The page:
When the markets roil, many advisers stick to the same mantra: Stay with the long-term plan. Don't do anything rash. In fact, don't do anything at all. But even for committed buy-and-hold investors, that's easier said than done.
The market is officially in roller-coaster territory now. Two weeks ago, the Standard & Poor's 500 Index ($INX 0.00%) was up a very respectable 5% for the year. Late last week, the index went negative. Investors finding it tough to stick with their long-term investment plan these days are not alone. Most investors buy high and sell low, most of the time, say experts.
"I've gotten a ton of calls," says David Peterson, the president of Peak Capital Investment Services in Highlands Ranch, Colo. "But the advice I've given is not to panic. We've gone through corrections before, and if you look at where the market was a year ago, we're still up from that."
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Sometimes, panic can be instructive, advisers say. If a long-term plan looks good only when the market's going up, then maybe it's not such a great plan. After all, a solid investment strategy should be tailored to include enough risk-taking to help you achieve your long-term goals, but not so much that you freak out over every decline in the market. But if this is a question of mind over matter, there are strategies that can help you do the right thing.
Any decisions you make during a volatile period will be colored by your emotional state, says Terrance Odean, a finance professor at the University of California, Berkeley's Haas School of Business who has studied investor behavior. "You don't want to be making your decisions under emotional duress," he says. "Movies are good. I once under similar circumstances read three of Raymond Chandler's books in a row. If you're in California, you might consider the beach."
If you can temporarily avoid thinking about the temptation to sell your holdings to avoid further losses, advisers say, it's often enough to get you back on track and refocused on your long-term investing goals.
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Consider the big picture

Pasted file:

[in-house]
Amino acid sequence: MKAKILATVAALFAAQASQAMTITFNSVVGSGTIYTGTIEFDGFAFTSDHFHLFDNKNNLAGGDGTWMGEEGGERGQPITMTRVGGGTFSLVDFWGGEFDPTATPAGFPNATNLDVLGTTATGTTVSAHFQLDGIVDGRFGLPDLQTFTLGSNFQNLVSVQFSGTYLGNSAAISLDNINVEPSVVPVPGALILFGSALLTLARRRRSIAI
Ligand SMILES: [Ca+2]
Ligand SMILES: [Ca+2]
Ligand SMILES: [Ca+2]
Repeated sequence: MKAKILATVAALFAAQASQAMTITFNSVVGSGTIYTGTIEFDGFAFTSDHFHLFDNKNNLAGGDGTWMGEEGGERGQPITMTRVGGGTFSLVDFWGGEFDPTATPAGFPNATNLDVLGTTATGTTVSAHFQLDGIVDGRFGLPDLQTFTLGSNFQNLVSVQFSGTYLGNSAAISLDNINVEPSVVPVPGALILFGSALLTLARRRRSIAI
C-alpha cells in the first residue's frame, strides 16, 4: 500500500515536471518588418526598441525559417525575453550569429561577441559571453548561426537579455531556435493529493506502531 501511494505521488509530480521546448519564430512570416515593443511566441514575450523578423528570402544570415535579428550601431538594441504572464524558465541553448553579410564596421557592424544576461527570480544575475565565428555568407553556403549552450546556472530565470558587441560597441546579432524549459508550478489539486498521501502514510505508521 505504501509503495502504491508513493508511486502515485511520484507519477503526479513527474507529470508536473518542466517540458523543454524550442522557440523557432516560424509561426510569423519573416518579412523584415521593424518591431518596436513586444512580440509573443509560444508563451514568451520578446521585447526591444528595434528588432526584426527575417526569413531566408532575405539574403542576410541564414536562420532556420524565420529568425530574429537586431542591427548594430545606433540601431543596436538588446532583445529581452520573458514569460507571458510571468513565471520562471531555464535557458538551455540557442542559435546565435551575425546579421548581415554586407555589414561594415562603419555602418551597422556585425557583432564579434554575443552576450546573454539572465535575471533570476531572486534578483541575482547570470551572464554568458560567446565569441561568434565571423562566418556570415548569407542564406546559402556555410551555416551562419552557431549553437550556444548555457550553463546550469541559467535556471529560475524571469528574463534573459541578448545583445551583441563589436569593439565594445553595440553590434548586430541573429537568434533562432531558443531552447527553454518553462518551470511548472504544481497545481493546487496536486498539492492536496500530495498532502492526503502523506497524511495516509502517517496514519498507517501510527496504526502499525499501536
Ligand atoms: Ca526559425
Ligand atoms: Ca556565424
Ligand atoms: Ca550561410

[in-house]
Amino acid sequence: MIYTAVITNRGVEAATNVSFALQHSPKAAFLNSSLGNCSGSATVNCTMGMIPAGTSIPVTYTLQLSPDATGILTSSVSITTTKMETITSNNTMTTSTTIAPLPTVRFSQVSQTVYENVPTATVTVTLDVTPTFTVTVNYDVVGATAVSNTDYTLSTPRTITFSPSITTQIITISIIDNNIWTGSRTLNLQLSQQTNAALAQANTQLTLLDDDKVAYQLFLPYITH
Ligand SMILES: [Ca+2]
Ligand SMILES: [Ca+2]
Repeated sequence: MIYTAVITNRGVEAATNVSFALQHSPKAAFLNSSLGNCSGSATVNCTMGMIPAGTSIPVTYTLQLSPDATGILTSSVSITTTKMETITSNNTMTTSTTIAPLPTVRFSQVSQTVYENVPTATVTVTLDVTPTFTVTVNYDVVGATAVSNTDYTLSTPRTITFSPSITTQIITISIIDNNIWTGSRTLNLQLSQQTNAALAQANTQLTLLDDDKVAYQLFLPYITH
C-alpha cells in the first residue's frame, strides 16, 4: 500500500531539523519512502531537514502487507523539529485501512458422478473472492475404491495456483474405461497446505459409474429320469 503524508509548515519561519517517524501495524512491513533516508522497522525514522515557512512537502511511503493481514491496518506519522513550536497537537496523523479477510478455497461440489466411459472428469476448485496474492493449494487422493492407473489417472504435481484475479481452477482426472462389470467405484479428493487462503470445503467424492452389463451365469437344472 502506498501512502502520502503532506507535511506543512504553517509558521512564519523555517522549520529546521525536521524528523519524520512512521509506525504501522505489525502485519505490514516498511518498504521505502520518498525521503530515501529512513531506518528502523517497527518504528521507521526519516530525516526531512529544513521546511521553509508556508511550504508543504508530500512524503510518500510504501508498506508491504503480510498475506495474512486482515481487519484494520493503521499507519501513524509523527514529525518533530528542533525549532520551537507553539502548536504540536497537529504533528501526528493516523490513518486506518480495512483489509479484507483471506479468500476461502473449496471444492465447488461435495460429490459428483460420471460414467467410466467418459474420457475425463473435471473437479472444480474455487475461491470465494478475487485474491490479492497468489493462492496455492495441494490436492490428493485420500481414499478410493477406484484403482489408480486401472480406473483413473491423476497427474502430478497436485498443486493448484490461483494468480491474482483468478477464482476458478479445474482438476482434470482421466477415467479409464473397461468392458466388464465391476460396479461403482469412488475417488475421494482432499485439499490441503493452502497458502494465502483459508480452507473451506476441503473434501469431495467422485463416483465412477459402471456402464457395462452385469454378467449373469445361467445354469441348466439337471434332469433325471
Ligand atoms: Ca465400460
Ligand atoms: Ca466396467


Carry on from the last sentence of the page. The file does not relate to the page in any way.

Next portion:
Of course, tuning out isn't for everyone. E-Trade Financial customers took the opposite approach on the first big down day; logins to the online broker's mobile trading platform were up 30% compared with the previous week, and mobile trades hit an all-time high, nearly twice as many as the previous week's average. Whether you're tuning in or tuning out, try to keep things in perspective.
Take a deep breath, and take a look at a one-year chart of the market, says Christopher Larkin, E-Trade's senior vice president of the U.S. retail brokerage. "It's really going to ease your mind," he says. (Really. On a yearlong chart, the market's still up.)
Think of it like a fire sale
Having a long-term investing plan doesn't mean sitting on your hands, says Fran Kinniry, a principal in Vanguard's Investment Group. If you want a portfolio that's half stocks and half bonds, you've got to buy stocks when prices drop and sell when they rise to keep things in balance. Sure, most investors do the opposite. But how do you feel when you walk into the mall and spy a 50% off sign?
"In most purchases, the way to get people interested is to put them on sale," says Kinniry. "And the reality is that the market is cheaper today than it was yesterday."
Investment options have been growing exponentially since the market downturn in 2008, as more investors want better protection against losses, Larkin says. After a sharp slide, the cost of such portfolio insurance does rise, but it's still out there for investors who decide the protection is worth the cost, he says. For example, buying a put option gives you the right to sell a stock at a set "strike price" until a certain date; the value of the option increases the further the stock falls below that strike price. While prices for such options vary, recently you could protect a $120,000 position in the SPDR S&P 500 (SPY 0.00%, news) for about $7,500, or 6% of its value, according to data provided by E-Trade.
Sell to your sleeping point
In some cases, selling part of a position so you can sleep better at night isn't such a bad idea, says Marc Pearlman, an investment adviser based in Williamsville, N.Y. "For the person who's prepared, they already know that under these circumstances they might take a loss, and it's not a panic," he says.
However, this strategy shouldn't be relied on to unmethodically dump positions. Pearlman recommends making the tiniest possible change needed to calm your nerves, but still maintain your stakes until things settle down.
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Remember how this feels
When you sit down to make or revise your long-term financial plan, you probably do it in a moment of relative calm. "Our appetite for risk depends a good deal on our emotional state," Odean says.
What seems like a reasonable amount of risk when you're feeling good might seem insanely reckless on a day when the market plunges. The next time you're going over your plan, consider dialing back the amount of risk a bit, "acknowledging that when fear grabs you, it's hard to stick with the plan, and starting off with a more conservative plan than you would if you were Spock from 'Star Trek,'" Odean says.
To help investors figure out their true risk tolerance, E-Trade offers portfolio stress tests, showing how much a given investment might lose in a repeat of various market calamities, Larkin says.
This article was reported by Sarah Morgan for SmartMoney.